Pubdate: Fri, 04 Dec 2015
Source: Coast Reporter (CN BC)
Copyright: 2015 Coast Reporter
Author: Christine Wood


Sunshine Coast Youth Outreach Program

The number of Coast youth abusing drugs and alcohol has jumped by 60
per cent since last year, and cocaine is fast becoming the drug of
choice for teens, according to reports from the Sunshine Coast Youth
Outreach Program.

"One of the main drugs used by kids on the Coast now is cocaine and
it's almost surpassing pot as a recreational drug because pot is so
common now for kids that it's become like a daily thing for them. So
they're looking to harder drugs like cocaine or hallucinogens like
mushrooms and acid," outreach program coordinator Tonya Ste. Marie

"What's kind of scary is that if I didn't work for youth outreach, I
would never really think this is going on."

Between January and October of 2015, a total of 596 Coast youth were
identified as abusing drugs and alcohol by the outreach program run
through Sunshine Coast Community Services, which sees workers connect
with youth in schools and in the community on evenings and weekends.

While the program classifies youth as those aged 13 to 23, Ste. Marie
said the vast majority of contacts are made with teenagers.

Over the past year, Ste. Marie said she's noticed a disturbing trend
with teen girls aged 13 to 15 hanging out with Grade 12 boys and adult
men who offer drugs like cocaine for sexual favours.

"I know quite a few girls in Grade 8 who are hanging out with Grade
12s and that's just the norm, that's what they do. So with that they
are being exposed to these harder drugs or even sexual things," Ste.
Marie said.

"Girls are getting texts from guys saying 'we'll give you some drugs
if you give a blow job,' or something like that. I talk to girls in
Grade 7, 8, 9 all the time and they say 'yah, I keep getting these
texts from guys and they say if you don't come to the party and have
sex with me then they're going to tell their friends' and it's always
these spirals where kids get exploited in one way or another, whether
it's through social media or texting."

Ste. Marie said instances of sexual exploitation documented by
outreach workers have risen 45 per cent from last year, with a total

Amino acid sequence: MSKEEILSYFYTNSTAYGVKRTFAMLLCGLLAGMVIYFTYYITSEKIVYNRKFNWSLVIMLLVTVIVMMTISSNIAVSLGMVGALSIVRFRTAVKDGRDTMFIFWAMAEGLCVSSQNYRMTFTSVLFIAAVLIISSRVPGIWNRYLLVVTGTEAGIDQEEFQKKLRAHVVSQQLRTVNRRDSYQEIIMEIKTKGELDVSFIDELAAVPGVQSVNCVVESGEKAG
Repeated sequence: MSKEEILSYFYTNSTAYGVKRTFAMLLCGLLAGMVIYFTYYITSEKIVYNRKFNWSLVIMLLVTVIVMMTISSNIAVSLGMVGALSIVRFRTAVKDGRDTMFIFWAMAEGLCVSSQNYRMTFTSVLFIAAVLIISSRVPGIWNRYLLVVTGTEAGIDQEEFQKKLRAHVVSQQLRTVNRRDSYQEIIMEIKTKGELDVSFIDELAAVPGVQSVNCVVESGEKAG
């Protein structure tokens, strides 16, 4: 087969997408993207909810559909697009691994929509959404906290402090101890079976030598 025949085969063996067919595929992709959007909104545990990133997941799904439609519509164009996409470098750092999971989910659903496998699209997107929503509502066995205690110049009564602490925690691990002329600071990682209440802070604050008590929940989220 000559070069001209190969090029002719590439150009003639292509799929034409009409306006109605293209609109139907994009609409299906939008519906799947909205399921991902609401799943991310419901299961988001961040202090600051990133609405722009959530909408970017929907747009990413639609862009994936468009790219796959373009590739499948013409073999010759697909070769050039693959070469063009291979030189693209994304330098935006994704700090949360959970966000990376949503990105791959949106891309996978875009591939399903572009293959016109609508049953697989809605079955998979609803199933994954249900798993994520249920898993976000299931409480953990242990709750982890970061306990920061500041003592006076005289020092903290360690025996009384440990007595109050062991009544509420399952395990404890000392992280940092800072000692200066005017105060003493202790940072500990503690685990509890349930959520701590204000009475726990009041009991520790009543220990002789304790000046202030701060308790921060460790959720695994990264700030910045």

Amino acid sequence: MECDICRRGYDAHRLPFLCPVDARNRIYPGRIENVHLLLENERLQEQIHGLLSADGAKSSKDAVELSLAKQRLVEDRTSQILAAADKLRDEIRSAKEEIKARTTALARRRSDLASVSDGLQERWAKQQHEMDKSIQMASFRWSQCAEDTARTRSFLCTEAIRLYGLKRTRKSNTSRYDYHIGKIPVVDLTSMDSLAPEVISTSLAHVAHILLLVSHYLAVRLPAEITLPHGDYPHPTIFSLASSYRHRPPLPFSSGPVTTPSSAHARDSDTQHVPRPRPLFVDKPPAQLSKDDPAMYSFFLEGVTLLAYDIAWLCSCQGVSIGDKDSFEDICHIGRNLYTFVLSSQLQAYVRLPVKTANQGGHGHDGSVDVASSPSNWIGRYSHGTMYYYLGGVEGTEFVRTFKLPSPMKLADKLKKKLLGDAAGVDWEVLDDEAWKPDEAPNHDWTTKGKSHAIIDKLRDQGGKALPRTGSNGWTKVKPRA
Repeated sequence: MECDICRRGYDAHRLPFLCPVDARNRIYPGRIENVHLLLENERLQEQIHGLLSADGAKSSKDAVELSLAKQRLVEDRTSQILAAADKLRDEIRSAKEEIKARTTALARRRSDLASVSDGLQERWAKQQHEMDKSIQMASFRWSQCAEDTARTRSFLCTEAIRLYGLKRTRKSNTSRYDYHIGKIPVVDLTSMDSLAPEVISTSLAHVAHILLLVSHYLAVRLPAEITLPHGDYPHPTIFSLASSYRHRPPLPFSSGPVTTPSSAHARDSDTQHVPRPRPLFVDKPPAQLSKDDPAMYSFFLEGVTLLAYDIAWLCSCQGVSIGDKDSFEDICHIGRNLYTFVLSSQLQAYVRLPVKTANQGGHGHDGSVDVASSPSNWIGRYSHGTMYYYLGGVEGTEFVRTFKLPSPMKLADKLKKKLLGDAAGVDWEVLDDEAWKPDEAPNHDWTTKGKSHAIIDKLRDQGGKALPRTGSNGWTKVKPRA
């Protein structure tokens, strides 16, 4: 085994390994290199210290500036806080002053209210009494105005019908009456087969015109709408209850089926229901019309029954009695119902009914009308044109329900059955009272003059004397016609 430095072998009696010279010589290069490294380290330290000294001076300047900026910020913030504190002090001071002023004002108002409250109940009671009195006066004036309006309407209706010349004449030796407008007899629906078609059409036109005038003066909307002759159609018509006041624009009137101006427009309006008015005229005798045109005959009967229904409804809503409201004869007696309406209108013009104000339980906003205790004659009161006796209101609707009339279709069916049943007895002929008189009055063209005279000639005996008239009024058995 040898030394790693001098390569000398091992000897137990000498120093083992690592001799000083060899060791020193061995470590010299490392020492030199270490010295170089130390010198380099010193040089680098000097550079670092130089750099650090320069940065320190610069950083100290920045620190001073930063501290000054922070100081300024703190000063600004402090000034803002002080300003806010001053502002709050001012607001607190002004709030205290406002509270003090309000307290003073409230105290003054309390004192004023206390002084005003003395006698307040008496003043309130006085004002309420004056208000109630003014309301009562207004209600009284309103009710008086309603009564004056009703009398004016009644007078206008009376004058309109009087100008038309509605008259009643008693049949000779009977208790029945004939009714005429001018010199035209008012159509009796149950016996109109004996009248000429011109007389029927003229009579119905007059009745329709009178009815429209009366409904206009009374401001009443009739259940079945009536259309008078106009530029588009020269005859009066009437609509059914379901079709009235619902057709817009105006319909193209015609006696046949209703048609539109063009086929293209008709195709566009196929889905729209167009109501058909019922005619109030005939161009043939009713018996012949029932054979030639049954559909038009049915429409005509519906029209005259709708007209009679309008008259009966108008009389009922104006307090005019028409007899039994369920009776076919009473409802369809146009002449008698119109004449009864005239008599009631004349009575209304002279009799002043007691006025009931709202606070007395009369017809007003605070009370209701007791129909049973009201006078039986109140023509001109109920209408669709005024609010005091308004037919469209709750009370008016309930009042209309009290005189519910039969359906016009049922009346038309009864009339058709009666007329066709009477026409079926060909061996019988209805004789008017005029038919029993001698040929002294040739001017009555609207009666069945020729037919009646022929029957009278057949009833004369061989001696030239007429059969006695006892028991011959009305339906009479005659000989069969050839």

of 367 local youth affected by sexual exploitation between January and
October of 2015.

Ste. Marie isn't sure to what to attribute the rise in drug and
alcohol use and sexual exploitation, but she said it's similar to
trends playing out in the Lower Mainland right now.

She sees a need for more adult education on the issue and encourages
open dialogue between parents and children to help curb the trend.

"A mentorship-style talk works better than a lecture," she

School District No. 46 (SD46) is aware of the issue and doing what it
can to educate students through a variety of drug and alcohol and
sexual health programs, said Vanessa White, director of instruction
and student support services in SD46.

In addition to the sexual health and drug and alcohol education
students get as part of the regular curriculum in SD46, White said
students benefit from special workshops and presentations on the
issues at various times throughout the year, to which parents are also
often invited.

In addition to education focused on drugs, alcohol and sexual health,
SD46 offers programming that looks at mental health issues and the
reasons that a child might turn to drugs or alcohol.

"We know that a lot of kids are turning to drugs and alcohol as a way
of coping with mental health situations that they're dealing with.
It's all tied together, and if we want to work on one, we have to work
on both," White said.

In addition to the teaching teens get at school is the support of
school counsellors and the District's mental health and addiction
councillor Frances Ardron, who portions her time between high schools
on the Coast.

White said the school counsellors and Ardron are available for
students to ask questions and access resources at school, and they can
support parents as well.

Parents can ask for a meeting with either Ardron or their school
counsellor via their school principal, White said.

"We are most definitely doing our due diligence and we're trying to do
more," she noted.

While she doesn't dispute the numbers reported by the youth outreach
program, she questioned if things were really getting worse or if they
were actually getting better, despite the figures.

"Are we seeing an increase because students are more aware of the
supports that are out there and so are coming out and talking about it
more? That would be a good question I would like to ask the kids. Was
this happening before and they were just going underground with it?
Maybe they're not shouldering it so much and they're bringing it to
adults who can help now," White said.

"That could be one of the positive impacts of some of the education
that we've been doing is that kids know things aren't okay and they
need help, and they know who they can go to for help."

If you are a youth who needs to talk to someone, you can contact the
youth outreach program confidentially at 604-741-1129.

The youth outreach program is also on Facebook as SC Youth Outreach
and on Twitter  ---
MAP posted-by: Matt